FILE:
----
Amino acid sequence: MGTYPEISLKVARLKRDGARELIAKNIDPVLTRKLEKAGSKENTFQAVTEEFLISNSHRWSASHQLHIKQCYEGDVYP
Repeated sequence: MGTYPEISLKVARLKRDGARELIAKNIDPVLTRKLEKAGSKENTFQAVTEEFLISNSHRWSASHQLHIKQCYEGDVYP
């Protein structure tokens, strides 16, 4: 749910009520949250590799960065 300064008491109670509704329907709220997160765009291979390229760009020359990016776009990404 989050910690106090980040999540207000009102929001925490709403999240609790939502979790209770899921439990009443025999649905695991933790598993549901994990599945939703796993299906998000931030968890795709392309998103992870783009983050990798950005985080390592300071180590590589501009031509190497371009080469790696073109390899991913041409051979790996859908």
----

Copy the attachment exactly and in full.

Amino acid sequence: MGTYPEISLKVARLKRDGARELIAKNIDPVLTRKLEKAGSKENTFQAVTEEFLISNSHRWSASHQLHIKQCYEGDVYP
Repeated sequence: MGTYPEISLKVARLKRDGARELIAKNIDPVLTRKLEKAGSKENTFQAVTEEFLISNSHRWSASHQLHIKQCYEGDVYP
């Protein structure tokens, strides 16, 4: 749910009520949250590799960065 300064008491109670509704329907709220997160765009291979390229760009020359990016776009990404 989050910690106090980040999540207000009102929001925490709403999240609790939502979790209770899921439990009443025999649905695991933790598993549901994990599945939703796993299906998000931030968890795709392309998103992870783009983050990798950005985080390592300071180590590589501009031509190497371009080469790696073109390899991913041409051979790996859908």